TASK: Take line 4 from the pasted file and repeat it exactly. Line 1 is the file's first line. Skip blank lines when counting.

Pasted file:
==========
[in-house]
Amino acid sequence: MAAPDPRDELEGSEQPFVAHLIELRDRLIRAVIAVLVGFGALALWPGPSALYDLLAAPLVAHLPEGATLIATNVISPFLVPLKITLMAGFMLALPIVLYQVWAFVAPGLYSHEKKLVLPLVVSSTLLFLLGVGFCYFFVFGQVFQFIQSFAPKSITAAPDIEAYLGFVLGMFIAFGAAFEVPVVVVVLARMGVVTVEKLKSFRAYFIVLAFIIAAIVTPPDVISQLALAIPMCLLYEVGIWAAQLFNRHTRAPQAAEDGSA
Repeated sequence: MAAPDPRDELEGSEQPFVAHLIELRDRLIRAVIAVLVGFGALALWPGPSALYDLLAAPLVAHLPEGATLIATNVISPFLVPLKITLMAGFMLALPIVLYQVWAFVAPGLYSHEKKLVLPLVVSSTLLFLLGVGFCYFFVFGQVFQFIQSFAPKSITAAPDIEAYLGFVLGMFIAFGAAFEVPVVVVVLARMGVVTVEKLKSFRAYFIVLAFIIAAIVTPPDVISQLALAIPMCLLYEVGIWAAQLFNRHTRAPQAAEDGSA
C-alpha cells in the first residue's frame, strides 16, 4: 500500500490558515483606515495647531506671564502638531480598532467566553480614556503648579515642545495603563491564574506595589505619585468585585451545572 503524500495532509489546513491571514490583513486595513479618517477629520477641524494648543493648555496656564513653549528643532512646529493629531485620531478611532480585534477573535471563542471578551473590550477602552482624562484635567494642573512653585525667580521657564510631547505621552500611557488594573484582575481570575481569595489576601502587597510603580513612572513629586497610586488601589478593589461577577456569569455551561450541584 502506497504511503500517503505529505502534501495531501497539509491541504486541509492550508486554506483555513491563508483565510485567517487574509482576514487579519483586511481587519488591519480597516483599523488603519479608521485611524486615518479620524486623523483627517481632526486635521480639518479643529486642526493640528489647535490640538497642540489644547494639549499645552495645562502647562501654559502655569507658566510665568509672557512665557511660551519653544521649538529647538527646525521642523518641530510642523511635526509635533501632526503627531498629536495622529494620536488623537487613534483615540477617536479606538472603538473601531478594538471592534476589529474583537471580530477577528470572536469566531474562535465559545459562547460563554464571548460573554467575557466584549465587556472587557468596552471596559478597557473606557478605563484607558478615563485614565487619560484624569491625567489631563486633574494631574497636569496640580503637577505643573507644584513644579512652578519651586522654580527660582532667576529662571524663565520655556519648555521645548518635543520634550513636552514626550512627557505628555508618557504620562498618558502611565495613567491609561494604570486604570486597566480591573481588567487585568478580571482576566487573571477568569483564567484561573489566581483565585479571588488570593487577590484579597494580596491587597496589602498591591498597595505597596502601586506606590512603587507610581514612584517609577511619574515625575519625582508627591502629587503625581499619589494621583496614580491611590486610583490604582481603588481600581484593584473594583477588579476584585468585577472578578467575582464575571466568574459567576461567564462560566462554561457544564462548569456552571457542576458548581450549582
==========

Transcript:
C-alpha cells in the first residue's frame, strides 16, 4: 500500500490558515483606515495647531506671564502638531480598532467566553480614556503648579515642545495603563491564574506595589505619585468585585451545572 503524500495532509489546513491571514490583513486595513479618517477629520477641524494648543493648555496656564513653549528643532512646529493629531485620531478611532480585534477573535471563542471578551473590550477602552482624562484635567494642573512653585525667580521657564510631547505621552500611557488594573484582575481570575481569595489576601502587597510603580513612572513629586497610586488601589478593589461577577456569569455551561450541584 502506497504511503500517503505529505502534501495531501497539509491541504486541509492550508486554506483555513491563508483565510485567517487574509482576514487579519483586511481587519488591519480597516483599523488603519479608521485611524486615518479620524486623523483627517481632526486635521480639518479643529486642526493640528489647535490640538497642540489644547494639549499645552495645562502647562501654559502655569507658566510665568509672557512665557511660551519653544521649538529647538527646525521642523518641530510642523511635526509635533501632526503627531498629536495622529494620536488623537487613534483615540477617536479606538472603538473601531478594538471592534476589529474583537471580530477577528470572536469566531474562535465559545459562547460563554464571548460573554467575557466584549465587556472587557468596552471596559478597557473606557478605563484607558478615563485614565487619560484624569491625567489631563486633574494631574497636569496640580503637577505643573507644584513644579512652578519651586522654580527660582532667576529662571524663565520655556519648555521645548518635543520634550513636552514626550512627557505628555508618557504620562498618558502611565495613567491609561494604570486604570486597566480591573481588567487585568478580571482576566487573571477568569483564567484561573489566581483565585479571588488570593487577590484579597494580596491587597496589602498591591498597595505597596502601586506606590512603587507610581514612584517609577511619574515625575519625582508627591502629587503625581499619589494621583496614580491611590486610583490604582481603588481600581484593584473594583477588579476584585468585577472578578467575582464575571466568574459567576461567564462560566462554561457544564462548569456552571457542576458548581450549582